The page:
Choosing the right professional

17 11 2011

AMA

Having the correct person to turn to when you need specific answers, that can often be the difference between efficiency and disaster.  You wouldn’t necessarily ask a lumberjack where to buy the freshest pastries in town, right?  You could but we’re not sure you’d be likely to receive the best answer.  Is it possible that particular man or woman might actually specialize in confectionery arts?  Yes.  Would your odds improve if you were to ask the same question of a baker?  Of course, and for obvious reasons.

OK, so that’s not very challenging logic.  Now, what if you were to line up five doctors left to right, all with the exact same lab coat.  Could you easily choose which one might be right for you?  Are you sure?  Tell us, which of the available factors would most determine your final choice?  What we all have available to us immediately are physical characteristics.  While those may in fact lead us in the right direction, they can also be very deceiving.  Play this out with us for a minute…

What if there were 3 females and 2 males, would you have a predisposition with choosing one over the other?  You might, or not, but do you know why?  Chances are you’ve at some point had a favorable experience with one group more than another.  That may be something you find instantly comforting and you wouldn’t be wrong for feeling this way, but would that be enough to know you’ve selected the correct person(s)?  Perhaps, but not necessarily.  What if you gravitated to one of the males in search of better answers regarding complications you’re feeling in your chest, only to find that both of the men are brain surgeons.  What are the odds that scenario would end well?  While there may be a small chance one or both of them might know enough to find their way around your heart and the surrounding area (after all, med school these days isn’t small potatoes!), having them tend to your care wouldn’t be your best choice.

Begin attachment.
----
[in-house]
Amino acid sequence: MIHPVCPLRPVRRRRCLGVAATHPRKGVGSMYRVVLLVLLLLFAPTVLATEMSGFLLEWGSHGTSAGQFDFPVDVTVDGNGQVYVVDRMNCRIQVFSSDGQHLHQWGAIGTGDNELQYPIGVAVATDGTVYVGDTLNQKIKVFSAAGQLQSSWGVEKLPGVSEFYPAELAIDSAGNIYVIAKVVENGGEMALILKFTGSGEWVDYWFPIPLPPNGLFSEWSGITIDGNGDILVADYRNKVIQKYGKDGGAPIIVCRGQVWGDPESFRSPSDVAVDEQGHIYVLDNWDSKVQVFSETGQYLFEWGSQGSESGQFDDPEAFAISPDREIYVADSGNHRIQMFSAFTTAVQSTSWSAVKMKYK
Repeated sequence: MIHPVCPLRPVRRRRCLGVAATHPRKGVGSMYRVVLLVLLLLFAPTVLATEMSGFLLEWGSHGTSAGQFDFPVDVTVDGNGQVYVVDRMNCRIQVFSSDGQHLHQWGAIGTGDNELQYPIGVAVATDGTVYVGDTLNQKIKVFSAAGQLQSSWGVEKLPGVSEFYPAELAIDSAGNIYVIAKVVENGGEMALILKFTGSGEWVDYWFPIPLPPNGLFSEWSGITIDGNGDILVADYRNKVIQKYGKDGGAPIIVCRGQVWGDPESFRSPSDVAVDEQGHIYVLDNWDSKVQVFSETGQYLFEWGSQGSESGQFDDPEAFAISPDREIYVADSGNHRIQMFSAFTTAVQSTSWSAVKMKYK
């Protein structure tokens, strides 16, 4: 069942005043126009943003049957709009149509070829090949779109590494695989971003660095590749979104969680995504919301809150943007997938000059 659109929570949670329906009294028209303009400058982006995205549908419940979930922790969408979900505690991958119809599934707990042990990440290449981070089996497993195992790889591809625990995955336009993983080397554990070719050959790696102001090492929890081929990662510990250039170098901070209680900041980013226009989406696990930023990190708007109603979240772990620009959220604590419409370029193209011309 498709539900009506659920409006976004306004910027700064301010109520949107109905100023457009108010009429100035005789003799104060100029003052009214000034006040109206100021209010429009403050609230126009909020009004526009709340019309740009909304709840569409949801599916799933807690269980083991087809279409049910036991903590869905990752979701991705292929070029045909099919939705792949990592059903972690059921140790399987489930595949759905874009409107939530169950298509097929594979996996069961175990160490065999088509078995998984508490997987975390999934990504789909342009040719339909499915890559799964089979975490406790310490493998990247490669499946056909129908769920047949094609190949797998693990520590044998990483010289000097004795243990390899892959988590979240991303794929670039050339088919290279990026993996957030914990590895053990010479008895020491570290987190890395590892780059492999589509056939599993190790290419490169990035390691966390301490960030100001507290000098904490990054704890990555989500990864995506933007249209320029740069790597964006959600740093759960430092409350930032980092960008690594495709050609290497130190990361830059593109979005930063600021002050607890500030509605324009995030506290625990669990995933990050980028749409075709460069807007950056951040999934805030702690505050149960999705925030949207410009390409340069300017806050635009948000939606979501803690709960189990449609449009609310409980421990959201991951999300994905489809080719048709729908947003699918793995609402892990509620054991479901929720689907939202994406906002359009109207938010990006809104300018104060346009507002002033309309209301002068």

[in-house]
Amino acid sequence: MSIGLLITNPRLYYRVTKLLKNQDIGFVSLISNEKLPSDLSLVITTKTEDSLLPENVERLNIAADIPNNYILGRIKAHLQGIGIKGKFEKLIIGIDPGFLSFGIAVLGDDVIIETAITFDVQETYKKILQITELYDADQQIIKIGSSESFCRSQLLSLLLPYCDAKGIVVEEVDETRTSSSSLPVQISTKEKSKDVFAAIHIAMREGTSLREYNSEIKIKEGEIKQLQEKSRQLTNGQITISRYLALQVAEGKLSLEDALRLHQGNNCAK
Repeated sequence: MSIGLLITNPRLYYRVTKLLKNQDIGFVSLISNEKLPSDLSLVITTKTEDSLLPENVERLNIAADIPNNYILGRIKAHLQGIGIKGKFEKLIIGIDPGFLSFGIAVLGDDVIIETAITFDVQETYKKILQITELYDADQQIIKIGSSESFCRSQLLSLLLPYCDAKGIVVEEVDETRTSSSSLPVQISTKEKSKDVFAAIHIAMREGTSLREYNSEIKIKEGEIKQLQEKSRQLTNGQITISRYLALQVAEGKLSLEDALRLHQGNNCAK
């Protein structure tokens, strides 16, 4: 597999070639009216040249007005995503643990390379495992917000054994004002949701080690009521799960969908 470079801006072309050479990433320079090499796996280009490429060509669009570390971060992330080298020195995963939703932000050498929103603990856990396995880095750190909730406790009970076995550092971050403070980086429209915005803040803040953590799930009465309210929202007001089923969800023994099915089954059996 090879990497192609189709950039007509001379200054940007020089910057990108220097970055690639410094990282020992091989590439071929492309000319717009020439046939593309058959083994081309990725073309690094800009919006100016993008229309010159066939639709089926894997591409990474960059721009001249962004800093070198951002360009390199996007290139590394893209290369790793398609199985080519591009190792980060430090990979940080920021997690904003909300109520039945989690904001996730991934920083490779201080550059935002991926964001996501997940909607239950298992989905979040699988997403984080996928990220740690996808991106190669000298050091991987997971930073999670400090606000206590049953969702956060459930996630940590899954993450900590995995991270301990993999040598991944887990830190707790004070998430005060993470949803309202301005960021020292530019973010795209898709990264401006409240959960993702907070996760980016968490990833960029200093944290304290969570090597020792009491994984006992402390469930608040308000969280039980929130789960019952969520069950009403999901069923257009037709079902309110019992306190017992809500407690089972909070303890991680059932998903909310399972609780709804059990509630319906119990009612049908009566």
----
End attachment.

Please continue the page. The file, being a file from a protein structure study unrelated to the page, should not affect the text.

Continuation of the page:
OK, so you get the point… you really benefit from knowing a great deal more than what is viewable to the naked eye.  But how exactly do you acquire this additional information?  YOU ASK.  You wouldn’t trust just any run of the mill medical student with your life so why would you potentially do the equivalent with care of your vehicle(s)?  Bottom line, you wouldn’t, or at least you shouldn’t.

Just the same as you shouldn’t judge a book by its cover (yes, yet once again our parents were right), we don’t expect you to know that our automotive technicians are maintenance and repair specialists.  There isn’t any way you would reasonably conclude that’s the case unless you ASKED questions.  With that said, we encourage you to interview us.  Please ask us the questions you would like answers to because we understand the importance of making the right decision.  Why do we have such a clear idea of how significant (not to mention sensitive) an issue this can become?  Because it’s what WE DO when faced with the very same challenge, and empowering our customers to make informed decisions is what we’ve been about for over 36 years.